I want to take the opportunity of this unit to completely focus on improving my fluid dynamics skills. In, past projects I have been able to use some dynamics but its always been overshadowed by animation or modelling etc. With this unit I can put all my time into researching and developing these specific skills, preparing me for the industry, plus giving me some dynamics to put into my show reel, which I desperately need.
Simulations are found all across the animation industry, you’ll find it in games, feature films, tv and adverts. Although they are hardly ever the main aspect of an animation (bar something like Moana) they really help to add that extra dimension of detail.
There are a bunch of software packages used in the industry for the creation of dynamic simulations. From my experience and research the main packages used are Houdini, Realflow, Phoenix FD and FumeFX.
Houdini is a procedural node based 3D package, its functionality is not too dissimilar to that of Maya. Its main focus has been on effective built in simulation tools, but with recent updates its modelling, rigging and animating tools have become close to that of Maya, if not even more. Houdini is generally the go to for any sort of simulation. Its customise-ability and functionality is next to none for any dynamics solution. It has all the dynamics tools built into the vanilla version, with no plugins required. This is where Houdini trumps Maya. The drawback of Houdini is due to its complexity and wide range of tools, it takes a long time to become proficient at using it. It would be like learning how to use Maya x10 all over again.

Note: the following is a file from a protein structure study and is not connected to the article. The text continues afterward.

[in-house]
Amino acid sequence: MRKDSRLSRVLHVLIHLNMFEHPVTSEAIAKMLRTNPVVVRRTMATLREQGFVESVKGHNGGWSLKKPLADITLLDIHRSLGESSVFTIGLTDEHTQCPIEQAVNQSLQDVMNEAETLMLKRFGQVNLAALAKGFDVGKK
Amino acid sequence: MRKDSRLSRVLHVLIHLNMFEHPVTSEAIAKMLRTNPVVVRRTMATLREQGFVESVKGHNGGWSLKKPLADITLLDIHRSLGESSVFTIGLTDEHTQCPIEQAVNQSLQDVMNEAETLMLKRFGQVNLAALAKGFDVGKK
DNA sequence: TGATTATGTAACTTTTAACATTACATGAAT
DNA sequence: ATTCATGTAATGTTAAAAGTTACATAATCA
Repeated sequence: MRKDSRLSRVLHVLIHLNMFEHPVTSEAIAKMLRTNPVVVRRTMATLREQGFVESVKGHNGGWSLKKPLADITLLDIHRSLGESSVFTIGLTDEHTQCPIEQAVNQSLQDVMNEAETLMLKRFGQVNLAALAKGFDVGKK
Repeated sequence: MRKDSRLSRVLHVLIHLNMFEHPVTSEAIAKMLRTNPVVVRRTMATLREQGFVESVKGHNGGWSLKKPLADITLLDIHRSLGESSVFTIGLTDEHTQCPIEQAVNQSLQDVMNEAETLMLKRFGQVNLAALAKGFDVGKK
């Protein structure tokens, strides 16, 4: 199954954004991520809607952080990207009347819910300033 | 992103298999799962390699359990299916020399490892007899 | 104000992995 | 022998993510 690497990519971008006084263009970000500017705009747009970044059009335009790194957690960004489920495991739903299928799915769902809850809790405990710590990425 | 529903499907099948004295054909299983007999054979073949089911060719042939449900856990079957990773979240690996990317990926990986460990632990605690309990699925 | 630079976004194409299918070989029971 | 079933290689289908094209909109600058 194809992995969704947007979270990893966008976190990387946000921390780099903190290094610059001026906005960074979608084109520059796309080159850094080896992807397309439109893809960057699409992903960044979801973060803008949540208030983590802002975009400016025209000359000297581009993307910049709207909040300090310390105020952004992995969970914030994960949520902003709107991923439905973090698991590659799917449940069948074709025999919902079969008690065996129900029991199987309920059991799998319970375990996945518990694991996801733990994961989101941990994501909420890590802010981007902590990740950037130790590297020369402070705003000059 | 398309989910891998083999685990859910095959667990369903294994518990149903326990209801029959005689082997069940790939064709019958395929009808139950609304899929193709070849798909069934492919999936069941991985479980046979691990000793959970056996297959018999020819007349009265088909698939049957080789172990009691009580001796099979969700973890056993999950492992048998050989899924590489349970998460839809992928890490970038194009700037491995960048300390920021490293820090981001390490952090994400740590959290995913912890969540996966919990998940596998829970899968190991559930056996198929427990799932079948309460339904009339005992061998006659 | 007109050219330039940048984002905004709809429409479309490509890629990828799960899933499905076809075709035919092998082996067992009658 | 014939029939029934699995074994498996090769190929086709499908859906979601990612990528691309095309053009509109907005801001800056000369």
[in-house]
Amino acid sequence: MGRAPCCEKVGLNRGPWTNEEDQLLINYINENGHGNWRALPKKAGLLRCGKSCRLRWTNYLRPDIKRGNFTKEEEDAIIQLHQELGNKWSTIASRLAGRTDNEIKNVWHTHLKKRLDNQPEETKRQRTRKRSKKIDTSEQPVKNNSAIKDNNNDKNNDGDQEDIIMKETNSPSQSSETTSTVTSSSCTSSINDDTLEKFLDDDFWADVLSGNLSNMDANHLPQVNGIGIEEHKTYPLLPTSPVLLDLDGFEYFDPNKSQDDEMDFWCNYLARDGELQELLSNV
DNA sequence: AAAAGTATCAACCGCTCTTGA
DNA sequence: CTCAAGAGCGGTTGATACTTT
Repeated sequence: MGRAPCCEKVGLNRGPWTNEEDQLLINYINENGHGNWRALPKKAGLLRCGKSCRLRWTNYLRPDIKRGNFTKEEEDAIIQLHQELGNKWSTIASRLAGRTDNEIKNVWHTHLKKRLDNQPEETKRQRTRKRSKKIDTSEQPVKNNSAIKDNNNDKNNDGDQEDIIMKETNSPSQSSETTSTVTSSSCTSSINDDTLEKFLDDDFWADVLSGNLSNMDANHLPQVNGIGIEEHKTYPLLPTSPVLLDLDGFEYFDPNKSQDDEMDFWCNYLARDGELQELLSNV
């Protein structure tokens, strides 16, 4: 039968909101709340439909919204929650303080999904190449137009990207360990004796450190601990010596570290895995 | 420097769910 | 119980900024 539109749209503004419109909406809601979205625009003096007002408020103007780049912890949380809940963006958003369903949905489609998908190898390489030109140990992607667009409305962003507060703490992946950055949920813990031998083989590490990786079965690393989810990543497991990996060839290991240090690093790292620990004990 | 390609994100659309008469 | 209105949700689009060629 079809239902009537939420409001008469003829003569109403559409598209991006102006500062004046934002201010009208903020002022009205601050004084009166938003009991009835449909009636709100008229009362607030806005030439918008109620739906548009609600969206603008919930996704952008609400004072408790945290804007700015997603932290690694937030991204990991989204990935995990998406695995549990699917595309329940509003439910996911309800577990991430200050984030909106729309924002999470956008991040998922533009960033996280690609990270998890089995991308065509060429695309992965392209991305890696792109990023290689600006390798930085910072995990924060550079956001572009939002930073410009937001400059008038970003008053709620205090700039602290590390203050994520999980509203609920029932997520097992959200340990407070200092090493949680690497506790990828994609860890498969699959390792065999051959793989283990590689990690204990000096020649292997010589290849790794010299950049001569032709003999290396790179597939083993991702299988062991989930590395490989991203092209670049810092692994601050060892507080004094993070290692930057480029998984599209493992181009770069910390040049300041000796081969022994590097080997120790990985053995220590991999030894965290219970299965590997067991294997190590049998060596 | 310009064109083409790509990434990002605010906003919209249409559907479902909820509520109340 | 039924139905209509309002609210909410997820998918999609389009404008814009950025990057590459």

Real flow is a dedicated fluid simulation program. Its functionality ranges from small, macro liquid simulations, like water droplets. To medium scale rivers and large scale ocean surface simulations. As well as liquids it can create soft and hard body and even granular simulations, like sand and snow.
Realflow is node based like Houdini, a workflow I find much easier to use, the ability to view the whole work tree and make non destructive changes. However unlike Houdini, Realflow only deals with dynamics, mostly fluid dynamics, but it has some soft body and rigid body functionality. The node based system and focused tools make Realflow a much easier program to learn. I have been using it last term and this term, the simulations are quick, but the meshing tools, I find at smaller resolutions, make the liquid look too smooth and more paint like instead of like water. This came in handy for a project where I needed to make an oil like substance, but for this project I want to create something of a higher quality.